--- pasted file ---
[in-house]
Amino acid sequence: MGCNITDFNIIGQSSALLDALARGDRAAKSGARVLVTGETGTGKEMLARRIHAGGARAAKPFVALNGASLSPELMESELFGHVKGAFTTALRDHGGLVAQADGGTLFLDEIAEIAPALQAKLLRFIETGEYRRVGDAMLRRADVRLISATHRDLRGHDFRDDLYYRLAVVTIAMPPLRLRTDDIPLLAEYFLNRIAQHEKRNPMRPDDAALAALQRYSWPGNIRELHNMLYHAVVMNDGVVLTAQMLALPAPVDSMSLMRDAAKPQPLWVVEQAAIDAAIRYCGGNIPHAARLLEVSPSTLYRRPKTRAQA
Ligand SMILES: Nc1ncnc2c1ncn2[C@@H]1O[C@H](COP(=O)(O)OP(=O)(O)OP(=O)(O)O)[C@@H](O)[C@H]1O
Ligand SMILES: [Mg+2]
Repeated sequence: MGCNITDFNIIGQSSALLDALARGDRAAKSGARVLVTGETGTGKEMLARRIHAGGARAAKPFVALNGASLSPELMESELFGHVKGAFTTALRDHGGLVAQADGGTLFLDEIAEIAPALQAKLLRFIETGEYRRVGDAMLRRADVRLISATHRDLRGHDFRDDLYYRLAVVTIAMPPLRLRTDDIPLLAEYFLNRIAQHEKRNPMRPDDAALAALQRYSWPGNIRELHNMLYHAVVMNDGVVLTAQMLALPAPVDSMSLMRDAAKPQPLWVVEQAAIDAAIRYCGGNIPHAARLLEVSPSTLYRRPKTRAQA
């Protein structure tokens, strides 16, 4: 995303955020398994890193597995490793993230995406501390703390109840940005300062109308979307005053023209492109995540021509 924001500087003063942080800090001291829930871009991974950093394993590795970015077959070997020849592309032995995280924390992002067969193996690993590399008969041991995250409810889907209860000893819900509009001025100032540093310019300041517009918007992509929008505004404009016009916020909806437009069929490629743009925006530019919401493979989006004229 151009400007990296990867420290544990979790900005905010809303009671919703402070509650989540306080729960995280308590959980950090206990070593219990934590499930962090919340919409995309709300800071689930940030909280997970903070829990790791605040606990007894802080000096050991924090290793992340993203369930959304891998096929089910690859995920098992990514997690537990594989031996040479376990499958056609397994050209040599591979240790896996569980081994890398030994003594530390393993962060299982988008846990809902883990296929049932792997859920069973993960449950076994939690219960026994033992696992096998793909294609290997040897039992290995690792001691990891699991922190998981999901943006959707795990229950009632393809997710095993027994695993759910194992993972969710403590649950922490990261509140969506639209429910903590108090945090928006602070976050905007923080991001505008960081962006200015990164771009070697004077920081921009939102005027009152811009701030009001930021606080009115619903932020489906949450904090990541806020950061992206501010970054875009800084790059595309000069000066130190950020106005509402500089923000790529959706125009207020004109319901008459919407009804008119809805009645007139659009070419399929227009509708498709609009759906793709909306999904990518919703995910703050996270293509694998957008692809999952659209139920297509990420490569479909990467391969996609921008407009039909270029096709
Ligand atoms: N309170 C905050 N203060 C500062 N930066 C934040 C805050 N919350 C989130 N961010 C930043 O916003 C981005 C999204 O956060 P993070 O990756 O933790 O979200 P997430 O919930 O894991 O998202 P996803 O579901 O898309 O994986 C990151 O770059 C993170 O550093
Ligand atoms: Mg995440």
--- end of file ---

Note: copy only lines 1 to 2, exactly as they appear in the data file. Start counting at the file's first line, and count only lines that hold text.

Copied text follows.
[in-house]
Amino acid sequence: MGCNITDFNIIGQSSALLDALARGDRAAKSGARVLVTGETGTGKEMLARRIHAGGARAAKPFVALNGASLSPELMESELFGHVKGAFTTALRDHGGLVAQADGGTLFLDEIAEIAPALQAKLLRFIETGEYRRVGDAMLRRADVRLISATHRDLRGHDFRDDLYYRLAVVTIAMPPLRLRTDDIPLLAEYFLNRIAQHEKRNPMRPDDAALAALQRYSWPGNIRELHNMLYHAVVMNDGVVLTAQMLALPAPVDSMSLMRDAAKPQPLWVVEQAAIDAAIRYCGGNIPHAARLLEVSPSTLYRRPKTRAQA